January 25, 2017
(Courtney Carnival)

(Courtesy Carnival)

Carnival Horizon will debut in April of 2018 and will offer a short Mediterranean season  before moving to New York in May.

The ship will be 133,500 gross tons and be able to carry 3,936 guests at double occupancy.

(Courtney Carnival)

(Courtesy Carnival)

“Carnival Vista delivered the next generation of ship for our brand with new, never-before-seen features at sea. From our amazing SkyRide and the WaterWorks aqua park to first IMAX Theatre on a cruise ship, Carnival Vista has offered our guests a brand new view of fun.  With Carnival Horizon, we continue to expand those themes to provide guests of all ages with the ultimate fun vacation with Carnival!” said Christine Duffy, president of Carnival Cruise Line.

(Carnival)

CL_VS_IMAX_interior_ren-copy-592x394

(Courtesy Carnival)

Images of Carnival Horizon Staterooms: HERE

New Ships for Princess and HAL

January 22, 2017
(Courtesy HAL)

(Courtesy HAL)

The Carnival Corporation has announced that it had signed a memorandum of agreement with Fincantieri to build two new cruise ships for Holland America and Princess.

With the new agreement, Carnival Corporation now has 19 new ships scheduled to be delivered between 2017 and 2022.

Holland America Line’s new ship will be built at Fincantieri’s shipyard in Marghera, Italy, with an expected delivery in 2021, and the ship for Princess Cruises will be built at Fincantieri’s Monfalcone, Italy, shipyard with an expected delivery in 2022.

Holland America Line’s new 99,500-ton, 2,660-guest ship will be its third “Pinnacle” class vessel, following the design of the line’s newest and largest ship, ms Koningsdam, and its sister ship, Nieuw Statendam, scheduled for delivery in November 2018.

Princess Cruises’ new 145,000-ton ship will carry 3,660 passengers and will be its sixth “Royal” class vessel.

The two yet-to-be-named vessels also under construction by Fincantieri scheduled for delivery in 2019 and 2020.

(Carnival)

P&O Cruises Reveals Details Of ‘Most Ambitious’ Ship

October 27, 2016

 

P&O Newbuild 180,000 gt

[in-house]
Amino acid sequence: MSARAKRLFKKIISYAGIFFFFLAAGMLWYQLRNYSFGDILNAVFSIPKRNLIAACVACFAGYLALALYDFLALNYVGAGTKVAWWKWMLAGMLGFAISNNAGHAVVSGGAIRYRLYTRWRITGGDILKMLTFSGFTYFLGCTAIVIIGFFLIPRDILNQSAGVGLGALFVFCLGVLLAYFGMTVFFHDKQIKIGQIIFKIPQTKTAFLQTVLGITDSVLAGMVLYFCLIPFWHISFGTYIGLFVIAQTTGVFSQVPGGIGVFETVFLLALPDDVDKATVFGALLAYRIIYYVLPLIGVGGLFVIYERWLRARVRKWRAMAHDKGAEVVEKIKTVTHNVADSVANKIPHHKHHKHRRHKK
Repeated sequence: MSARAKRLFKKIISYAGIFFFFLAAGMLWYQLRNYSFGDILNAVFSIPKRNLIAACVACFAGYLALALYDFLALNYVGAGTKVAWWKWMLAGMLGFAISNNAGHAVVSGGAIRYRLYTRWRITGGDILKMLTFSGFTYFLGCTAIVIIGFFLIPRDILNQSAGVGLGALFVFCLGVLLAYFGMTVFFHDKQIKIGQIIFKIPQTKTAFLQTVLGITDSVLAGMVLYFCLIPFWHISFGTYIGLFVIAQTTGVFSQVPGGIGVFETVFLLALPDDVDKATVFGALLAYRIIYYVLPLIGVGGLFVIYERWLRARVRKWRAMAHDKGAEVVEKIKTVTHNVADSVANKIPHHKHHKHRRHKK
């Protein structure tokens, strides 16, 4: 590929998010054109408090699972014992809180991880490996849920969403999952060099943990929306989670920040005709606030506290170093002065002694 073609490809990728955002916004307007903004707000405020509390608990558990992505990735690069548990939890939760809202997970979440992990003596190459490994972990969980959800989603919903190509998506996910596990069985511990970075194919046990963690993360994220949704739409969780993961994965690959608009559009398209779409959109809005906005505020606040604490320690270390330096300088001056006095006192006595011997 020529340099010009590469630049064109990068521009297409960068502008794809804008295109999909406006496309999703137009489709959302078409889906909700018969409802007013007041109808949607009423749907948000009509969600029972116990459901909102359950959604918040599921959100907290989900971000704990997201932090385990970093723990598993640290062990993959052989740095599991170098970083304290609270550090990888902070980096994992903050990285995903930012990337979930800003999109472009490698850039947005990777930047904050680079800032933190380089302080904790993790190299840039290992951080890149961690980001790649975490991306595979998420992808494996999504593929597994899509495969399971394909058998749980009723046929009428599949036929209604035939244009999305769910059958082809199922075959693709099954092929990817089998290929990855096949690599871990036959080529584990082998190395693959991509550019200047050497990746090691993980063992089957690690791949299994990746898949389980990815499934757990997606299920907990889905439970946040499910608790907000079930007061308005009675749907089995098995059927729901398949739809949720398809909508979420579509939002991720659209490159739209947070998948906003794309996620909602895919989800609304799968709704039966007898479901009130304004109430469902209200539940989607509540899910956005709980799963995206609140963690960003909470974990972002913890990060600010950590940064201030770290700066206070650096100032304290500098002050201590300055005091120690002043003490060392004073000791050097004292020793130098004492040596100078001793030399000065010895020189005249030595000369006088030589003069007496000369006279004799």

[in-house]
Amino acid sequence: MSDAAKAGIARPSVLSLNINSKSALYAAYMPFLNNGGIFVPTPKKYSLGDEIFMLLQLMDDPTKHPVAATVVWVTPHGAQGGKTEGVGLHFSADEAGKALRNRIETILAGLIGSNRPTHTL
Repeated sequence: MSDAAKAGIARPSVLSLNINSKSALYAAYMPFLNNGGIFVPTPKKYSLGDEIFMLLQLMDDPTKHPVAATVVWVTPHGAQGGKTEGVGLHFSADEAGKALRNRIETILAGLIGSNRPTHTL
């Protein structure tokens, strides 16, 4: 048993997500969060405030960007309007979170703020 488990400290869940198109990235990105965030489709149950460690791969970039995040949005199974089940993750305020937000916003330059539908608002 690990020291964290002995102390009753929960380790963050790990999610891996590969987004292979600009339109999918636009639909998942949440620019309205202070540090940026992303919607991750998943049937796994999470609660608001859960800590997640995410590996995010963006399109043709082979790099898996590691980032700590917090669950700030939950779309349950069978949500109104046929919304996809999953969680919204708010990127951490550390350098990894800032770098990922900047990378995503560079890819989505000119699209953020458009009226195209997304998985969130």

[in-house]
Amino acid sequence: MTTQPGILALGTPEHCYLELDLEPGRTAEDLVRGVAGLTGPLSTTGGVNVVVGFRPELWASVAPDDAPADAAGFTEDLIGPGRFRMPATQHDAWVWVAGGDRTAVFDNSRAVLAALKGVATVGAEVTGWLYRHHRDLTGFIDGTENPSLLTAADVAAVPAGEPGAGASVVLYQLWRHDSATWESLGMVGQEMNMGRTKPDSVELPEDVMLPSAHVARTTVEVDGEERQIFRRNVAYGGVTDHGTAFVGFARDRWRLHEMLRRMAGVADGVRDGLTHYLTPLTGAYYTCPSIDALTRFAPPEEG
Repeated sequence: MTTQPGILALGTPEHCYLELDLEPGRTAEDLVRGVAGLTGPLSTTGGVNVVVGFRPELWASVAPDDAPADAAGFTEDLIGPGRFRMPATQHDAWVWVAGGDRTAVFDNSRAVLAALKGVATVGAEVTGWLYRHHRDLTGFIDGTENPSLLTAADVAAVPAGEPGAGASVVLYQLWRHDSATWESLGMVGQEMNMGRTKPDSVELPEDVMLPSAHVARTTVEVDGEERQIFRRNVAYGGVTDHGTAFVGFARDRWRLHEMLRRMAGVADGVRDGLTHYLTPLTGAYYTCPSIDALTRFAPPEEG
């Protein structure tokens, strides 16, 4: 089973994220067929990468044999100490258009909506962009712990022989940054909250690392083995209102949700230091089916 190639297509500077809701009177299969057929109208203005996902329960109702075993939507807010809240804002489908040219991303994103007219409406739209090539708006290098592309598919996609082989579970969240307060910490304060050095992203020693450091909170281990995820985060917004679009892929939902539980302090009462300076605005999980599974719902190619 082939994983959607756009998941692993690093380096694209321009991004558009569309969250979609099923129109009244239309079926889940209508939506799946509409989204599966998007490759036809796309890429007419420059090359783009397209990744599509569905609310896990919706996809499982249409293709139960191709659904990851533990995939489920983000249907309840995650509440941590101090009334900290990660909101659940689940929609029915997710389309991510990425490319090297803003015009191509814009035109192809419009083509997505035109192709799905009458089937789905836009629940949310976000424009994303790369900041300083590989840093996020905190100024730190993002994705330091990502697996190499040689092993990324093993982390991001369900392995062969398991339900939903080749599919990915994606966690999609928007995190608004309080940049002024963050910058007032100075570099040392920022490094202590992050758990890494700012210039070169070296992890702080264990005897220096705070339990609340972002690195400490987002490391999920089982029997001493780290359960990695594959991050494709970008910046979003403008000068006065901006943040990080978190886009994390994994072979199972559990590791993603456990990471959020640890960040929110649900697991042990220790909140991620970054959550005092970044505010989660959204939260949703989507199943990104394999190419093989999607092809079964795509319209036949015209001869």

P&O Model (Courtesy P&O)

Construction of the latest addition to the fleet will get underway next year at Meyer Werft’s Papenburg shipyard in Germany. The ship will enter service in the UK in 2020. At 180,000 tons, it will have a capacity for up to 6,600 guests, making it the largest cruise ship ever built for the British market.

The signature heart of the ship, the Atrium, will be our boldest and brightest yet. Glass walls spanning three decks will let natural light flood in while a grand staircase, gallery and overhead walkways will provide dramatic focal points.

The ship will also be the most environmentally efficient ship in the history of P&O Cruises. Powered at sea and in port by liquefied natural gas (LNG), exhaust emissions will be significantly reduced to help protect the environment.

You’ll be treated to the best British hospitality and standards of service that you know and love.

Our new star of the show, The Dome

P&O newbuild 180,000 gt

A major new entertainment hub called The Dome will be one of the star attractions of our new ship. Featuring an impressive glass roof, a pool with a retractable stage, a water feature and whirlpools, it offers a unique space whatever the weather.

By day, The Dome is the perfect place for entertainment, relaxation and informal dining. By night, the four key entertainment spaces come alive with aerial performances, roof projections and immersive shows.